The major HS2 station at Old Oak Common in West London has added 3,000 square metres of solar panels which, taken with other innovations in design and construction, will cut the station’s carbon footprint by more than 144,000 tonnes across the 120-year design life, compared to the original specification. Refinements to the Birmingham Curzon Street terminus will cut carbon emissions by over half over a similar timescale.
Likewise, proposals to extend the Bromford tunnel near Birmingham by 1.4 miles will reduce the impact on a nearby nature reserve and take lorries off Birmingham city centre roads. Revisions to the route of HS2 in the Kenilworth area mean Canley Brook will only need to be diverted by 80m as opposed to 700m, preserving the habitats of otters and bats.
The cost of doing nothing
It is perhaps understandable that campaigners are concerned about the impact of HS2 on the environment. But such campaigners need to avoid making or repeating exaggerated and disproven claims about the level of environmental impact HS2 construction will have.
In the first article in this series I discussed how transport, and road transport in particular, was the largest single source of carbon emissions. Some accuse HS2 of ‘greenwashing’ but if we don’t do something to create a modal shift from road to rail for both passengers and freight, then the effects of climate change on habitats of all kinds will be far greater.
We have to do something to tackle the climate emergency whilst retaining the natural desire for humans to travel and socialise, and an electrified railway is the least destructive and impactful way of achieving this. While not wanting to dismiss out of hand the impact HS2 will have on the environment, I do want to show that it’s the least damaging solution to a very serious problem.
The right-wing think tanks that oppose HS2
Curiously, much of the opposition to HS2 – and indeed rail in general – originates from right-wing libertarian think tanks such as the Cato Institute, the Institute of Economic Affairs (IEA) and the Taxpayers Alliance (TPA). These organisations typically repeat climate change denialism and fossil fuel industry lobbyist talking points and have received substantial funding from similar US bodies.
The TPA and the IEA are both based in one office at 55 Tufton Street London and masquerade as legitimate educational charities. This masquerade was rejected by UK broadcast regulator Ofcom after the IEA complained to them, finding that comments made by LBC radio host James O’Brien that the IEA was a “lobby group” and “not actors of good faith” were justified.
The Cato Institute shares many of the IEA and TPA’s values and was founded by the Koch Brothers in 1977. The Koch Brothers used their oil industry wealth to lobby hard to influence US (and by extension global) policy to undermine tackling climate change and opposing public transport projects including high speed rail. They also heavily fund right wing political campaigns including US Republican candidates’ election campaigns.
The IEA has taken over the activities of the Transport Watch organisation following the death of its founder and apparent previous sole proprietor Paul Withrington in January 2021. Withrington was a retired road planner who believed all the UK’s railways should be converted to roads, but who never addressed the important questions of finance, maths or physics. The IEA website contains a glowing obituary to Withrington. The IEA’s ‘head of transport’ Richard Wellings does not appear to have actually held any frontline transport position, but nevertheless now seems to be the sole columnist for Transport Watch. Green campaigners should be careful about accidentally siding with such people.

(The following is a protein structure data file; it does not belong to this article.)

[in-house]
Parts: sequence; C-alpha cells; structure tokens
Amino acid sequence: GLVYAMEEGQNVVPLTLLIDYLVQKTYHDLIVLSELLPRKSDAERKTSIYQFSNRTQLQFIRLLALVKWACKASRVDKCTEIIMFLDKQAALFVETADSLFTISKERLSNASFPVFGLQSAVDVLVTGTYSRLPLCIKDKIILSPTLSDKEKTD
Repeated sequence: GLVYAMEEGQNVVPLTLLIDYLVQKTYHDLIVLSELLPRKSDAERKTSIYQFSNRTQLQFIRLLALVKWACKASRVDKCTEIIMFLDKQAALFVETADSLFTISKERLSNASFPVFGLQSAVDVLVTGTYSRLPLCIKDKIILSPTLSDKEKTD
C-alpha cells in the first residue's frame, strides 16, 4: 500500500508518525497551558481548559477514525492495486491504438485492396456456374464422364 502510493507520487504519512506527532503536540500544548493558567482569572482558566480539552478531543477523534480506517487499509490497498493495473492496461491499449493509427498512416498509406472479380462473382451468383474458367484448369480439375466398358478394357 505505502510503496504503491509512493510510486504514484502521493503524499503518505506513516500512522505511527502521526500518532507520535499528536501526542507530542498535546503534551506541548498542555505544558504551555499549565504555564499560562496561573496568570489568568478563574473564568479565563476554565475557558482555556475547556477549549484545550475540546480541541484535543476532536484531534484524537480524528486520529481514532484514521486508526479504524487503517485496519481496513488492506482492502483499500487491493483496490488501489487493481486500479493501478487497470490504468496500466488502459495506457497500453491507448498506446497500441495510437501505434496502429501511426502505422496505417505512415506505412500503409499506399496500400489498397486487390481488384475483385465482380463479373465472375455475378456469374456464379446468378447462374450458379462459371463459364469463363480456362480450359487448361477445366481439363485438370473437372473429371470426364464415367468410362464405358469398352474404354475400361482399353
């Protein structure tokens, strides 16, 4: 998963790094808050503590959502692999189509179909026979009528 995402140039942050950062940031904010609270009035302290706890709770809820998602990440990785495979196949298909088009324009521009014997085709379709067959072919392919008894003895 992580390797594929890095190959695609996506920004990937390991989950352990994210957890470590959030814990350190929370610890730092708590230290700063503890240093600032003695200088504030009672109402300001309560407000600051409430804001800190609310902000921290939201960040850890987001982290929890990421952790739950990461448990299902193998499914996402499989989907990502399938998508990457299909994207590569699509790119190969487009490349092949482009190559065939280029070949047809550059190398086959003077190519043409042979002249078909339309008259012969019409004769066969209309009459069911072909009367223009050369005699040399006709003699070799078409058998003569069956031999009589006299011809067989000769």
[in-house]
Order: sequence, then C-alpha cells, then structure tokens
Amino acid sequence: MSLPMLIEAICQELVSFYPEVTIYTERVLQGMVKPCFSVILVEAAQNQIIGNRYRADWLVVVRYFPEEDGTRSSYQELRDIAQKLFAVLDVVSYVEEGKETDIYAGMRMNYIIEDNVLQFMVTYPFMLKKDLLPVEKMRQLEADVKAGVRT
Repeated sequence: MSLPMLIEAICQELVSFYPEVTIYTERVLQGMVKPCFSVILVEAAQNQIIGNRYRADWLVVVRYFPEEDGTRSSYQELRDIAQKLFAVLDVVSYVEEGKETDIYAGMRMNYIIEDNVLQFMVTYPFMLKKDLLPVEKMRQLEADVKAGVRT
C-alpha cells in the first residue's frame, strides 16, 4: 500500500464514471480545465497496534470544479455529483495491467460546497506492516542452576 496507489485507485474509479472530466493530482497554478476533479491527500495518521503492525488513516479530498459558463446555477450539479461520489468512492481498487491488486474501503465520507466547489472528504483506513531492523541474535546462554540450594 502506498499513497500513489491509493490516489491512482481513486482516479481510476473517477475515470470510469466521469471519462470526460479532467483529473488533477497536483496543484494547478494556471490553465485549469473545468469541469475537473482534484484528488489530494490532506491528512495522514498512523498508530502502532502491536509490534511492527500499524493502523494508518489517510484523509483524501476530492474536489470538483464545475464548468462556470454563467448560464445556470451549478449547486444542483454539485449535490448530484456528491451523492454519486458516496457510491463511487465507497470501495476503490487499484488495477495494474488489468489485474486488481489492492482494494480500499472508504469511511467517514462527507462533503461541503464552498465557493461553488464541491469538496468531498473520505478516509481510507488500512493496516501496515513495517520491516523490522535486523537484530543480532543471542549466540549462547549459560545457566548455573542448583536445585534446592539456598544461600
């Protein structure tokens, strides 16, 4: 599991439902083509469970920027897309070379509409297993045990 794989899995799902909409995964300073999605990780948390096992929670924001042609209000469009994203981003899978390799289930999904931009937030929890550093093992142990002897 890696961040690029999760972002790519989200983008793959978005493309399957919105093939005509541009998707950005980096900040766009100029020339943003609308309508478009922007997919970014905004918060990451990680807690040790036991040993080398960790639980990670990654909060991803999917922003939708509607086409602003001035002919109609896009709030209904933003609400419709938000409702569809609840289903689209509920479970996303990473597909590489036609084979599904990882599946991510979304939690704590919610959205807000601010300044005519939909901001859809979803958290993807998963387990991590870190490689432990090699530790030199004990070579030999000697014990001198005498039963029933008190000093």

Lessons from history
It’s worth remembering the opposition to HS1 (Channel Tunnel Rail Link) opened in stages between 2003 and 2007: many arguments are strikingly similar. Local objections resulted in more of HS1 being built in tunnels and both sides of the debate fought their positions strongly. Fears of noise blight, disruption during the construction phase and damage to the Kent Downs, an Area of Outstanding Natural Beauty, were expressed. Yet some involved in the protest groups of the time have now acknowledged that their worst concerns were ultimately unfounded. As one member of a pressure group noted when interviewed by the Financial Times in 2012:
“All the government has to do is bring some of [the objectors to HS2] down to Kent and say, ‘Look, these people were up in arms over high-speed rail. Now no one bothers talking about the line’.”
“The valley is gone, and the Gods with it; and now, every fool in Buxton can be in Bakewell in half an hour, and every fool in Bakewell at Buxton; which you think a lucrative process of exchange – you Fools everywhere.”
The railway closed in 1968 after a brief ‘second wind’ of carrying most Manchester to London traffic whilst the present-day main line via Stoke and Rugby was electrified and upgraded – 50 years later this same stretch of line is once again at capacity and needs extensive modernisation in the form of relief by HS2. Yet the viaduct remains, regarded as a visual focal point which enhances the valley rather than detracting from it. Its associated tunnels through the hills were renovated and opened to walkers in 2011. Who knows what future generations will make of the impact of the engineering structures on HS2?